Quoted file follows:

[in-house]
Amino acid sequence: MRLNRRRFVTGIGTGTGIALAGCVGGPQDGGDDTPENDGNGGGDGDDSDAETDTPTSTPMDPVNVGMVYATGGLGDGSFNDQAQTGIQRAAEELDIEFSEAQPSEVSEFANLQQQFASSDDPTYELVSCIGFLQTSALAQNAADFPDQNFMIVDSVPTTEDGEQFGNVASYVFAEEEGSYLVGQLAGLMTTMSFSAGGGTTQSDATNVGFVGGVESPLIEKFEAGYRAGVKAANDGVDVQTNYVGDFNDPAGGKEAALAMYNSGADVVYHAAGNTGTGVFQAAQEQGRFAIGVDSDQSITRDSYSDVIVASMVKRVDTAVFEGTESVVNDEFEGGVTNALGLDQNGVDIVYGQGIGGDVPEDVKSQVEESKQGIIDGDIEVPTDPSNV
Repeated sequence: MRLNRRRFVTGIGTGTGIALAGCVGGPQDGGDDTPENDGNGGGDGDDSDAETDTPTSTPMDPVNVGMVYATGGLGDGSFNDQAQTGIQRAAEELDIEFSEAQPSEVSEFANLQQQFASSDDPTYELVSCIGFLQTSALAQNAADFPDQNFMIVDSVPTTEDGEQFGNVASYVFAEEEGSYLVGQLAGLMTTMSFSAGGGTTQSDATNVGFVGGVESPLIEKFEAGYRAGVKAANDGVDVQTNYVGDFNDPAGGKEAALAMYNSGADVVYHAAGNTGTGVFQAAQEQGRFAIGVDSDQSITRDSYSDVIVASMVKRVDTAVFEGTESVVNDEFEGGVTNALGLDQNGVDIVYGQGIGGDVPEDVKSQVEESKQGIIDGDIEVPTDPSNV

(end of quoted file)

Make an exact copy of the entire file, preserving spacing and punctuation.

[in-house]
Amino acid sequence: MRLNRRRFVTGIGTGTGIALAGCVGGPQDGGDDTPENDGNGGGDGDDSDAETDTPTSTPMDPVNVGMVYATGGLGDGSFNDQAQTGIQRAAEELDIEFSEAQPSEVSEFANLQQQFASSDDPTYELVSCIGFLQTSALAQNAADFPDQNFMIVDSVPTTEDGEQFGNVASYVFAEEEGSYLVGQLAGLMTTMSFSAGGGTTQSDATNVGFVGGVESPLIEKFEAGYRAGVKAANDGVDVQTNYVGDFNDPAGGKEAALAMYNSGADVVYHAAGNTGTGVFQAAQEQGRFAIGVDSDQSITRDSYSDVIVASMVKRVDTAVFEGTESVVNDEFEGGVTNALGLDQNGVDIVYGQGIGGDVPEDVKSQVEESKQGIIDGDIEVPTDPSNV
Repeated sequence: MRLNRRRFVTGIGTGTGIALAGCVGGPQDGGDDTPENDGNGGGDGDDSDAETDTPTSTPMDPVNVGMVYATGGLGDGSFNDQAQTGIQRAAEELDIEFSEAQPSEVSEFANLQQQFASSDDPTYELVSCIGFLQTSALAQNAADFPDQNFMIVDSVPTTEDGEQFGNVASYVFAEEEGSYLVGQLAGLMTTMSFSAGGGTTQSDATNVGFVGGVESPLIEKFEAGYRAGVKAANDGVDVQTNYVGDFNDPAGGKEAALAMYNSGADVVYHAAGNTGTGVFQAAQEQGRFAIGVDSDQSITRDSYSDVIVASMVKRVDTAVFEGTESVVNDEFEGGVTNALGLDQNGVDIVYGQGIGGDVPEDVKSQVEESKQGIIDGDIEVPTDPSNV